Iran: Tehran moves toward an orthodoxy of finance
More flexibility in setting interest rates; Crackdown on non-performing loans
Iran’s central bank has sent local financial institutions a cheerful greeting for the Iranian New Year.
The regulator’s annual policy package, received by banks last month, will allow lenders to pay less interest on deposits and charge more for standard, so-called transaction loans. The loan-price increase comes despite inflation falling, according to the IMF, from about 30% in October 2008 to about 7.5% a year later. However, an economist in Tehran says inflation has been rising slowly again this year.
The consensus is that the regulator’s policies are designed to spur growth, which the IMF says was only 1.5% in 2009, and will be only about 2.2% in 2010 – compared with about 5.6% annually during the years before Lehman Brothers collapsed.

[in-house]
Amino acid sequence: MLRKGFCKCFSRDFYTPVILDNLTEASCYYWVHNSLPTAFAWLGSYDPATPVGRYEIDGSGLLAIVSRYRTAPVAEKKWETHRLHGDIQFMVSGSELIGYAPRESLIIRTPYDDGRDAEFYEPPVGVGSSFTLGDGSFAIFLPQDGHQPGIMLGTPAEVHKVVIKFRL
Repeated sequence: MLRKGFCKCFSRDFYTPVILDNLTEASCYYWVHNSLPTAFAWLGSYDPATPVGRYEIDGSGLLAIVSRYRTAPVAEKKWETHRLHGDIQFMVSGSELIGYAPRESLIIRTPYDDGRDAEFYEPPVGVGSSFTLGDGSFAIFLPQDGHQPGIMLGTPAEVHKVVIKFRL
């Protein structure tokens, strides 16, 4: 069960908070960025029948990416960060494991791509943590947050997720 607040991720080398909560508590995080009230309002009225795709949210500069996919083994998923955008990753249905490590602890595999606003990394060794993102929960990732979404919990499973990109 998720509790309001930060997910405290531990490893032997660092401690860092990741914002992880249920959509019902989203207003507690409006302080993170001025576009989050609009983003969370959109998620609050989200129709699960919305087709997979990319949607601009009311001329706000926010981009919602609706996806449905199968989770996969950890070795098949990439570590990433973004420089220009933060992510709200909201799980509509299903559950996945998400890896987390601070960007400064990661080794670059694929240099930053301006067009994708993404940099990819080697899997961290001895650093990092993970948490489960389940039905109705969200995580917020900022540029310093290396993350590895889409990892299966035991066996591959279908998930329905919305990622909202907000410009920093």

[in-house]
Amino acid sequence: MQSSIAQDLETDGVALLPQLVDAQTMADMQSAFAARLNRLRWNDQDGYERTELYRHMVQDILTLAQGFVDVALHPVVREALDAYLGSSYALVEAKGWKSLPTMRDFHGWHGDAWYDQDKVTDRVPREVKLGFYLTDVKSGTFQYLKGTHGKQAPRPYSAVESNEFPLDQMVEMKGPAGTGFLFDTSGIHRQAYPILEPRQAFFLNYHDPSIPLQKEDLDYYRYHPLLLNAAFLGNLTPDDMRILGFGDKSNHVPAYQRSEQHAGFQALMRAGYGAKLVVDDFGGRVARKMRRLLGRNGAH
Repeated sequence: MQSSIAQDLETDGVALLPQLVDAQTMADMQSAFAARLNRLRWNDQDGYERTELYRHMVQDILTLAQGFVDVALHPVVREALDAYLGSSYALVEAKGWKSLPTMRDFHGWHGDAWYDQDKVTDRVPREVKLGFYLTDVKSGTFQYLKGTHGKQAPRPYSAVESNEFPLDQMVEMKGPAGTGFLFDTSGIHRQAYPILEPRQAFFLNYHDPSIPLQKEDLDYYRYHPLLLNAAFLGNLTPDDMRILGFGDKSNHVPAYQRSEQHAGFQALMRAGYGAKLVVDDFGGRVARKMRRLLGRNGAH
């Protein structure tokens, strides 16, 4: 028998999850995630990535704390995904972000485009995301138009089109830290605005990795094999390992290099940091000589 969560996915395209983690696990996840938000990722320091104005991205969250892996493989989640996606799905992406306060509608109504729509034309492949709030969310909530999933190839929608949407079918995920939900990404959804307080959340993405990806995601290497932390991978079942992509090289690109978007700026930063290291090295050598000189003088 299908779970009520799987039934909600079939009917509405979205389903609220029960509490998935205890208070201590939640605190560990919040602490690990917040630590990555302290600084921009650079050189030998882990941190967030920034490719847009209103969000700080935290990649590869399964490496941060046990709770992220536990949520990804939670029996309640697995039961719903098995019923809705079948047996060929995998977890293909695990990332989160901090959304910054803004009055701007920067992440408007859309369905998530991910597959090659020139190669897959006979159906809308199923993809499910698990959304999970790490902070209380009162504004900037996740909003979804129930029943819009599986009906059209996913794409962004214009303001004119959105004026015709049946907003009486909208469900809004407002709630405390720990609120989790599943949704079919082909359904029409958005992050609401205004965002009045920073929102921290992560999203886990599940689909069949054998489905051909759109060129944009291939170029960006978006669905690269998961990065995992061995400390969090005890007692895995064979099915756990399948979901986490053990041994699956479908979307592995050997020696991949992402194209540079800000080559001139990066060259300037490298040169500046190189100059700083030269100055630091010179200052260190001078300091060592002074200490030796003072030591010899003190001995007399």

Reducing rates for standard short-term deposits to 6% from 9% will encourage depositors to put money in longer-term accounts, and in the stock market, according to Ali Mashayekhi, head of research at local investment firm Turquoise. Longer-term deposits enable banks to maintain smaller cash reserves at the central bank.
Privately owned banks have become leaders in giving Islamic-style participation contracts, where individual banks can agree their own rates. Ahmad Taheri, chief executive of privately owned EN Bank, says the prevailing rate for such loans is still about 26%.